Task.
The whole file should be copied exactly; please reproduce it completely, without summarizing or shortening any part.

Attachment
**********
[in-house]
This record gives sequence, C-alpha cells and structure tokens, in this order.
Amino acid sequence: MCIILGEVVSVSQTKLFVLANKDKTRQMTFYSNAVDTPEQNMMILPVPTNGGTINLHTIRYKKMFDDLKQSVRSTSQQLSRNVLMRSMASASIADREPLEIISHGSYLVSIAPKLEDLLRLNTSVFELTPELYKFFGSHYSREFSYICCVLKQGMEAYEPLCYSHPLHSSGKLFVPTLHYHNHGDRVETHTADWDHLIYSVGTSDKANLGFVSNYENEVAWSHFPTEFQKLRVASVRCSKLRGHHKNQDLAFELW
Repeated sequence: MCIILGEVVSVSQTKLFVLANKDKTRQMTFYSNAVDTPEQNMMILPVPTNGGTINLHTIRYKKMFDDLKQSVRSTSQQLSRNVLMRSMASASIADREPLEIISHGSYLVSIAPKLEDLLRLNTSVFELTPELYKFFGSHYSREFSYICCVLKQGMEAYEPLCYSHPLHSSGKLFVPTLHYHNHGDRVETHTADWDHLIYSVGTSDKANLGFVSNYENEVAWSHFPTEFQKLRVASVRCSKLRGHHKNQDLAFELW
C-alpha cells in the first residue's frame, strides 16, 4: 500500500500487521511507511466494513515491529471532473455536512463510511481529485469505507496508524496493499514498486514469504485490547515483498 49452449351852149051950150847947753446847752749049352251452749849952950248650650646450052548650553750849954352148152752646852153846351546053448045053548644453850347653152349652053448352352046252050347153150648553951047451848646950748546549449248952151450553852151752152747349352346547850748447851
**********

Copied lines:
[in-house]
This record gives sequence, C-alpha cells and structure tokens, in this order.
Amino acid sequence: MCIILGEVVSVSQTKLFVLANKDKTRQMTFYSNAVDTPEQNMMILPVPTNGGTINLHTIRYKKMFDDLKQSVRSTSQQLSRNVLMRSMASASIADREPLEIISHGSYLVSIAPKLEDLLRLNTSVFELTPELYKFFGSHYSREFSYICCVLKQGMEAYEPLCYSHPLHSSGKLFVPTLHYHNHGDRVETHTADWDHLIYSVGTSDKANLGFVSNYENEVAWSHFPTEFQKLRVASVRCSKLRGHHKNQDLAFELW
Repeated sequence: MCIILGEVVSVSQTKLFVLANKDKTRQMTFYSNAVDTPEQNMMILPVPTNGGTINLHTIRYKKMFDDLKQSVRSTSQQLSRNVLMRSMASASIADREPLEIISHGSYLVSIAPKLEDLLRLNTSVFELTPELYKFFGSHYSREFSYICCVLKQGMEAYEPLCYSHPLHSSGKLFVPTLHYHNHGDRVETHTADWDHLIYSVGTSDKANLGFVSNYENEVAWSHFPTEFQKLRVASVRCSKLRGHHKNQDLAFELW
C-alpha cells in the first residue's frame, strides 16, 4: 500500500500487521511507511466494513515491529471532473455536512463510511481529485469505507496508524496493499514498486514469504485490547515483498 49452449351852149051950150847947753446847752749049352251452749849952950248650650646450052548650553750849954352148152752646852153846351546053448045053548644453850347653152349652053448352352046252050347153150648553951047451848646950748546549449248952151450553852151752152747349352346547850748447851